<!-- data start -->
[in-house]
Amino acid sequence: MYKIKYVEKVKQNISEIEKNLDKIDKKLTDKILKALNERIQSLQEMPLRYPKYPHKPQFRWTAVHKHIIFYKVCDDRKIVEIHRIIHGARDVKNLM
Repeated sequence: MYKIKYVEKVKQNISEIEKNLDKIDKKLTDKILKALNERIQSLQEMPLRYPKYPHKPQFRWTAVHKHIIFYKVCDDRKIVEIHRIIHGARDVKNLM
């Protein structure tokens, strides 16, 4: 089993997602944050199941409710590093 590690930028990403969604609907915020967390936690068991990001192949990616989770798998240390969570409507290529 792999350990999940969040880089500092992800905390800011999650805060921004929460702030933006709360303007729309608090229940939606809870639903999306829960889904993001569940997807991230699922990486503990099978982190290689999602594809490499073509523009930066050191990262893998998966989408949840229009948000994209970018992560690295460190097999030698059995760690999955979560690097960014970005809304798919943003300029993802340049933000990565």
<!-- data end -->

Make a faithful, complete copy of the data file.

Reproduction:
[in-house]
Amino acid sequence: MYKIKYVEKVKQNISEIEKNLDKIDKKLTDKILKALNERIQSLQEMPLRYPKYPHKPQFRWTAVHKHIIFYKVCDDRKIVEIHRIIHGARDVKNLM
Repeated sequence: MYKIKYVEKVKQNISEIEKNLDKIDKKLTDKILKALNERIQSLQEMPLRYPKYPHKPQFRWTAVHKHIIFYKVCDDRKIVEIHRIIHGARDVKNLM
């Protein structure tokens, strides 16, 4: 089993997602944050199941409710590093 590690930028990403969604609907915020967390936690068991990001192949990616989770798998240390969570409507290529 792999350990999940969040880089500092992800905390800011999650805060921004929460702030933006709360303007729309608090229940939606809870639903999306829960889904993001569940997807991230699922990486503990099978982190290689999602594809490499073509523009930066050191990262893998998966989408949840229009948000994209970018992560690295460190097999030698059995760690999955979560690097960014970005809304798919943003300029993802340049933000990565």